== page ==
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Key decisions

  • Ke v R [2021] NSWCCA 177
  • Naberezhnov v R [2021] NSWCCA 142

Ke v R [2021] NSWCCA 177

Sentencing – EAGP discount regime

In this case the Court of Criminal Appeal (‘CCA’) has held that when considering the Early Appropriate Guilty Plea (‘EAGP’) sentencing discounts, if it happens to be the case that the parties failed to record in the Case Conferencing Certificate an offer which was formally made in writing by a defendant, they will still be entitled to the discount despite the literal words of the legislation.

The applicant pleaded guilty to offences relating to selling baby formula which had been stolen, in circumstances where she had been reckless as to that fact. She was originally charged with actual knowledge that the formula had been stolen. Before being committed for trial, her representatives sent the Crown an email offering to plead guilty on the basis of recklessness, but the DPP rejected the offer and she was duly committed for trial. Subsequently, the Crown had a change of heart at a ‘Super Callover’ and the offer was belatedly accepted after all. However, her offer in the Local Court had not been recorded in the Case Conference Certificate – an omission which appears to have been merely a mistake. Counsel appearing for the appellant at sentence seemed not to have known about the earlier offer, and conceded that the appropriate discount was 10% because of the timing of the plea; a concession the sentencing judge acted upon. The applicant was sentenced to 2 years and 3 months, with a non-parole period of 18 months. She appealed her sentence and (unusually, given the plea of guilty) also appealed against her conviction, although this summary only discusses that part of the appeal dealing with the discount on sentence – making up just one of the 17 grounds / particulars argued, and the only successful one.

Bellew J (with whom Brereton JA and Adamson J agreed, each with additional reasons) found that there had been an error in relation to the determination of the discount.

Criminal law practitioners will be aware of the ‘Early Appropriate Guilty Plea’ reforms applying to matters proceeding on indictment. A key feature of that regime was fixed discounts to be applied for a plea of guilty, and there is a small summary of this part of the regime at [317]-[322] of the judgment. Also included is the protection that if a defendant makes a formal offer which is initially rejected, that has the effect of locking in the discount that would have applied at the time (in this case 25%) if it is subsequently accepted.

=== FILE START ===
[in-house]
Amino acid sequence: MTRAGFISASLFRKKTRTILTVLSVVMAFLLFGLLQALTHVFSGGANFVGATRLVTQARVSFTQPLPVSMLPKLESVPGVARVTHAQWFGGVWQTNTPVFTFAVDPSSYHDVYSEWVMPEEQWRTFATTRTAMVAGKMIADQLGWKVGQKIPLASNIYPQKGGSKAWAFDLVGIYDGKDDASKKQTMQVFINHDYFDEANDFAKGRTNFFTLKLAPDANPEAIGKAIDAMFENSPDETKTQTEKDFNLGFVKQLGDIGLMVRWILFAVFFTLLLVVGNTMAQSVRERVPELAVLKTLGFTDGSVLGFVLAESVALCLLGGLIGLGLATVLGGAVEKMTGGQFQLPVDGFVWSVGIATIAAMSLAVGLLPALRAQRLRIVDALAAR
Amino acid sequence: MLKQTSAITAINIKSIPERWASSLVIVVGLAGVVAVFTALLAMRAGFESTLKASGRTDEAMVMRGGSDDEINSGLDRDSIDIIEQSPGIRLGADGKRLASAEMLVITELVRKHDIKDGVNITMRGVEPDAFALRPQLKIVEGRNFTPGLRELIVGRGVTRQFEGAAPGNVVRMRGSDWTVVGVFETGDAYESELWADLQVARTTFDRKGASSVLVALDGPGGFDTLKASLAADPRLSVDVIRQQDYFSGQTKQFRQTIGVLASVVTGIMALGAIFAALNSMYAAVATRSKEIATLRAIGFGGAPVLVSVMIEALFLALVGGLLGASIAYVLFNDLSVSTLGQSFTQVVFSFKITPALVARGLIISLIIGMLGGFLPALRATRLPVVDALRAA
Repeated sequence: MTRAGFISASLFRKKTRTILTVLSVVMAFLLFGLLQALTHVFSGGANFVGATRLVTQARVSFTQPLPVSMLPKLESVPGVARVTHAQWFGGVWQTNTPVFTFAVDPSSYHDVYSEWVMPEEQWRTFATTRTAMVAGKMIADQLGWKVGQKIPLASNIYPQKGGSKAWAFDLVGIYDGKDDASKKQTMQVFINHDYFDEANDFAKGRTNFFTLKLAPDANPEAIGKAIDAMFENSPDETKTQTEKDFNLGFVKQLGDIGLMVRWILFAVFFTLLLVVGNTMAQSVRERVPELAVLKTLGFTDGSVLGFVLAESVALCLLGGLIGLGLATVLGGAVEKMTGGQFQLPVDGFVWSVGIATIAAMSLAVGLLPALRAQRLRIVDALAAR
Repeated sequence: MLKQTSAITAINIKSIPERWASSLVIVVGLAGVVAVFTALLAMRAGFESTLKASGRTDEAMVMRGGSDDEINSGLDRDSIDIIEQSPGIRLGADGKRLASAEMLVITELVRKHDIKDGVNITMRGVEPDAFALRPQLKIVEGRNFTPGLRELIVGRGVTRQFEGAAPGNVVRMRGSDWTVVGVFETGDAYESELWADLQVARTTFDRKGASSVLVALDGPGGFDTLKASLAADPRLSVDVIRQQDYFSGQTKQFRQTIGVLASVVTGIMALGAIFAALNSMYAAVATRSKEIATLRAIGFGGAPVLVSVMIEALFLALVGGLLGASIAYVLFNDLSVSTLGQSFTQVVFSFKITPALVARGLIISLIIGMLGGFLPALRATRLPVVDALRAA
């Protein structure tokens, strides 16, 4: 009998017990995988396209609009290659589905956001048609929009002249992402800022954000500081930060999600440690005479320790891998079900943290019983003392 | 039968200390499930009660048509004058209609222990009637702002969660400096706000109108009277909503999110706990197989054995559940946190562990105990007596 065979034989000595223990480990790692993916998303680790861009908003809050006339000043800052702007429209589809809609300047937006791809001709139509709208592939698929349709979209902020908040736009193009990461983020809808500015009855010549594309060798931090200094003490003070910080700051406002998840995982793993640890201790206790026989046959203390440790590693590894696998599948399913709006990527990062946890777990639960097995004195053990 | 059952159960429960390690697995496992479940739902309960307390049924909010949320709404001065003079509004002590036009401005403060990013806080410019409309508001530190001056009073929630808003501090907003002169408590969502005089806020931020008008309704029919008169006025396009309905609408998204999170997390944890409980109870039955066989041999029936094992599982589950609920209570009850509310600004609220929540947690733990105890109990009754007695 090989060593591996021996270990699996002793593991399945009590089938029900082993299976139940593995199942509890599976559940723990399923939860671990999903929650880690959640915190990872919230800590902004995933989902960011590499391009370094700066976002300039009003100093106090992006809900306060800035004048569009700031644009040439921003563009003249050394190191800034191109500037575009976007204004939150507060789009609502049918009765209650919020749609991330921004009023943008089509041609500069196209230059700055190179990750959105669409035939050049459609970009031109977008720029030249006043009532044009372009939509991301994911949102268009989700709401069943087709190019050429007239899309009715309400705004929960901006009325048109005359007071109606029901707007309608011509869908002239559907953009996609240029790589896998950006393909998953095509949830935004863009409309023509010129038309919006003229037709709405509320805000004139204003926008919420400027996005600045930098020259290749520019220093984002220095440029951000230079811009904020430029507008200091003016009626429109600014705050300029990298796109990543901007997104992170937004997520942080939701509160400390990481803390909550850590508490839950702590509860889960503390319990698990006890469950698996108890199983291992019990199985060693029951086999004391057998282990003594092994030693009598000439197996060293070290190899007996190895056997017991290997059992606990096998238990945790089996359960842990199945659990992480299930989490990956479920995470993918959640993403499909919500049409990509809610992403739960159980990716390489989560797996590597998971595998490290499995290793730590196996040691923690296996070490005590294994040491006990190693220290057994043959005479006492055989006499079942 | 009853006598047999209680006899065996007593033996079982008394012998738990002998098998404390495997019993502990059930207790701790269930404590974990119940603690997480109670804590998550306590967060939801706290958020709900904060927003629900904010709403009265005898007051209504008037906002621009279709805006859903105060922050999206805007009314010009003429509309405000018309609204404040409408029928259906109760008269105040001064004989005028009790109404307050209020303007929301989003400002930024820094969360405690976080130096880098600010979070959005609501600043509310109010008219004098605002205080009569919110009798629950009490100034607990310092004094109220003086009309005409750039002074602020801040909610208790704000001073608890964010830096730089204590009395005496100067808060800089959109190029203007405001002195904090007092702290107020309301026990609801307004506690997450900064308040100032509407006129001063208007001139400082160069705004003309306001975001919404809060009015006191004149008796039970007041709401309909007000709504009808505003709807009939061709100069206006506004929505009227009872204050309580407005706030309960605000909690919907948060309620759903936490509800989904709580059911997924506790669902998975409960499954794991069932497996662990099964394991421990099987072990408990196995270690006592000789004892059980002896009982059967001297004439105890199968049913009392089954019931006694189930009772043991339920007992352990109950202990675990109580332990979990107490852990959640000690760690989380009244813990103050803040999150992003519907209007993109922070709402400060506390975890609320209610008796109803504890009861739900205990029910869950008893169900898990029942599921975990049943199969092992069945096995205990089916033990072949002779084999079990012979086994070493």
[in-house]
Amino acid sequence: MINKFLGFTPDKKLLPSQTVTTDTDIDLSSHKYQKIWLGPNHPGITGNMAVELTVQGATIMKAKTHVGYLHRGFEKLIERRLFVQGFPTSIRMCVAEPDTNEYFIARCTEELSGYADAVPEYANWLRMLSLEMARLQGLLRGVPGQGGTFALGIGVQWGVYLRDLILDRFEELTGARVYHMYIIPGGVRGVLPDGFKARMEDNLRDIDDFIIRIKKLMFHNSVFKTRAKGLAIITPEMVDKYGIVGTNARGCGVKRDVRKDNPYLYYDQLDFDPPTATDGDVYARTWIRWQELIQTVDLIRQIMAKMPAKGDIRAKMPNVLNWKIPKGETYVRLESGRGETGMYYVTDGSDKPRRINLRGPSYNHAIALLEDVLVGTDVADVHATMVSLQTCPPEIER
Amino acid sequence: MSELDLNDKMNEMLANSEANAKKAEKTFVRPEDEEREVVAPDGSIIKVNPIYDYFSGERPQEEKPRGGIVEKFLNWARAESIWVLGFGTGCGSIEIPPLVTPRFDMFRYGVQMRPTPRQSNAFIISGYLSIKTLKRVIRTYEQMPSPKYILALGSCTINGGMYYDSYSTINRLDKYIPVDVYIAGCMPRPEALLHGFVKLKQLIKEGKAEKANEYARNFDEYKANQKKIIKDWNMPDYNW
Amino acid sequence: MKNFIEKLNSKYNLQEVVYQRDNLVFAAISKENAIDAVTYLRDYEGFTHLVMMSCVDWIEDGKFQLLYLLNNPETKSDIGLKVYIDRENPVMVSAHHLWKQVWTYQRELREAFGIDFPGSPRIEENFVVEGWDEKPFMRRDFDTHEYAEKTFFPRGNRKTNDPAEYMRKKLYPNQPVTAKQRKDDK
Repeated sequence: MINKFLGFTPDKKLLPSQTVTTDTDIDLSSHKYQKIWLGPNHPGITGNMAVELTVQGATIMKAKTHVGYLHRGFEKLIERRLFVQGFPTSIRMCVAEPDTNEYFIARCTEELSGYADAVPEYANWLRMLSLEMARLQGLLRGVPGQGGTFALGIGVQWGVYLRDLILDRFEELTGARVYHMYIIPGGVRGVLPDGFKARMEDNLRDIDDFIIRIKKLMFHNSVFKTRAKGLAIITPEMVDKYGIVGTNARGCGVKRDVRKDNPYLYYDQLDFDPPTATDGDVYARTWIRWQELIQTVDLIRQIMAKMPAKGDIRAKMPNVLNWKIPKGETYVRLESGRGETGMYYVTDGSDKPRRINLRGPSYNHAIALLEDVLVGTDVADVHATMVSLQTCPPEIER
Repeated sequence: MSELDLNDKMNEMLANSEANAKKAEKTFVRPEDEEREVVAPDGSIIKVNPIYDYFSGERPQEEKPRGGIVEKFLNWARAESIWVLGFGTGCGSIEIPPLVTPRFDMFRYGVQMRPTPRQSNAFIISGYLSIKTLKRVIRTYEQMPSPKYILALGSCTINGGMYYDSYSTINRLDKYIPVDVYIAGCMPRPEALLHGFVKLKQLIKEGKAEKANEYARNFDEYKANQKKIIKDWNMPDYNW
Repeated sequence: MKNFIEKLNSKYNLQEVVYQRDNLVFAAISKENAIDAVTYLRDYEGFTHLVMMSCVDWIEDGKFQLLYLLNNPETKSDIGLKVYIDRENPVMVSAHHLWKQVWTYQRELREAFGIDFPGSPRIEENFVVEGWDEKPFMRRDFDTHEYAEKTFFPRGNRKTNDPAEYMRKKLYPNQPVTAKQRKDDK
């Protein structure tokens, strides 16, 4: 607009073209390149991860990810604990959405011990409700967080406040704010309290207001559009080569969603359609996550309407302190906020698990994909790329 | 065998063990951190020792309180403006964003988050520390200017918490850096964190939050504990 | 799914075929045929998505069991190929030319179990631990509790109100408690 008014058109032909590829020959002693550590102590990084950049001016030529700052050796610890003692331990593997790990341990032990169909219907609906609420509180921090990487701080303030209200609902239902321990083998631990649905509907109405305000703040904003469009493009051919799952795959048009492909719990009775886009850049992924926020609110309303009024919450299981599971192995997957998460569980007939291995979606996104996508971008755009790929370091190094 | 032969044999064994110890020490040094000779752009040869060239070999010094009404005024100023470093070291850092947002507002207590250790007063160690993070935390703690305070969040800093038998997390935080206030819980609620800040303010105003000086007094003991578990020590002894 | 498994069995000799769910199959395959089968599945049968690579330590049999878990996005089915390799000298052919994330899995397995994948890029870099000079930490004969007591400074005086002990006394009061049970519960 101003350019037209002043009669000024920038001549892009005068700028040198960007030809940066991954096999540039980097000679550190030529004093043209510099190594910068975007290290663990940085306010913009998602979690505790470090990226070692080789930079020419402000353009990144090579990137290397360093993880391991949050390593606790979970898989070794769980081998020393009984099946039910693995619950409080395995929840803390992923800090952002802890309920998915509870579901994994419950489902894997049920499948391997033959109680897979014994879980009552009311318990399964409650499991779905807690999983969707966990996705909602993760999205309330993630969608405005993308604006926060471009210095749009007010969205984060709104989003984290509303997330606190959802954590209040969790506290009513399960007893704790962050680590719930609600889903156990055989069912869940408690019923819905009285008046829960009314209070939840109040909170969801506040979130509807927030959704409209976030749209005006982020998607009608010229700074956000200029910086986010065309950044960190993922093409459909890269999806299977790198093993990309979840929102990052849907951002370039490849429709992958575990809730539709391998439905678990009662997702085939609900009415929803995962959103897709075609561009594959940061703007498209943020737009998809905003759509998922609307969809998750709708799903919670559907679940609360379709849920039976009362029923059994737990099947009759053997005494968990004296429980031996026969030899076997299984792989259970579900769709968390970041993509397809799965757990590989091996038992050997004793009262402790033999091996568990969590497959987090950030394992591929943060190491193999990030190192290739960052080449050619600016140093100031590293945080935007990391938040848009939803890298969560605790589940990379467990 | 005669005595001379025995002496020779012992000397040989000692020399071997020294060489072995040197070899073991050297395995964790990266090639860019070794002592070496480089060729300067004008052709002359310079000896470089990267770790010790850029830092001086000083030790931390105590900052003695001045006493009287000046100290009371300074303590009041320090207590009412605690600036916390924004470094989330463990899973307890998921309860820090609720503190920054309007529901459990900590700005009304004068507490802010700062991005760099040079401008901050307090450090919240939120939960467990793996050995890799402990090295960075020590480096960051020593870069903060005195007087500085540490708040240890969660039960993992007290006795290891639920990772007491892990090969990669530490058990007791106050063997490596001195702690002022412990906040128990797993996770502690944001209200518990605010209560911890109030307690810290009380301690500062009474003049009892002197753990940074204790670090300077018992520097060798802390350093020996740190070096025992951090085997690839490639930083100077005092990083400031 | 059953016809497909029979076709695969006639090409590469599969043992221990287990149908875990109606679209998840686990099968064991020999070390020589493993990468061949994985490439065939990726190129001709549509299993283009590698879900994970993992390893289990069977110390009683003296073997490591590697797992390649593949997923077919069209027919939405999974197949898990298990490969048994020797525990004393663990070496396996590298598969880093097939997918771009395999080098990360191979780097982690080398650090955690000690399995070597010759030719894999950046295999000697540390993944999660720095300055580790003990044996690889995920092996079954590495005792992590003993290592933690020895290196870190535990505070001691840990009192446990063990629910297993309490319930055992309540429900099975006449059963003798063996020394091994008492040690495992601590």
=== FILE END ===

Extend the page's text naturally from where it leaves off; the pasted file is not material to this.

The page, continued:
In responding to the appeal, the Crown defended the application of the 10% discount on what might be regarded as a highly technical basis. Specifically, the legislation requires that the offer be recorded in a ‘negotiations document’ – which, for present purposes, means the Case Conference Certificate. The Case Conference Certificate is supposed to summarise the various parties’ positions during the Case Conferencing process and gets filed when the defendant is committed for trial or sentence. Given that in this case the offer was not recorded in the document, the Crown argued that s 25E of the Crimes (Sentencing Procedure) Act 1999 (‘the Act’) did not recognise the plea offer for the purpose of the discount regime (at [335]).

Bellew J observed that there is no doubt that the Case Conference Certificate is a ‘negotiations document’, nor is there a doubt that there was no reference in the document to the applicant’s offer. Accordingly, the question turned on the interpretation of the phrase ‘an offer recorded in a negotiations document’ in s 25E(2)(a) of the Act. The interpretation advanced by the Crown on appeal was a literal one, but acceptance of that interpretation would bring about a result which could not possibly have been intended by Parliament (at [337]-[338]). In his Honour’s view, it could not possibly have been Parliament’s intention to bring about a result whereby an offender was deprived of the benefit of a significant discount on sentence merely because the parties overlooked a requirement to record on a document the undisputed fact that an offer was made to plead guilty (at [338]). His Honour considered that for the purposes of s 25E(2)(a), the phrase ‘an offer recorded in a negotiations document’ should be taken to mean ‘an offer which was recorded or which was required to be recorded in a negotiations document’ (at [339] – interpreted in very similar terms in the separate reasons of Brereton JA at [63]).

Although the sentencing judge was blameless (the 10% discount having been erroneously conceded at first instance) this was nevertheless an error. The applicant was resentenced to 1 year and 10 months with a non-parole period of 1 year and 2 months.

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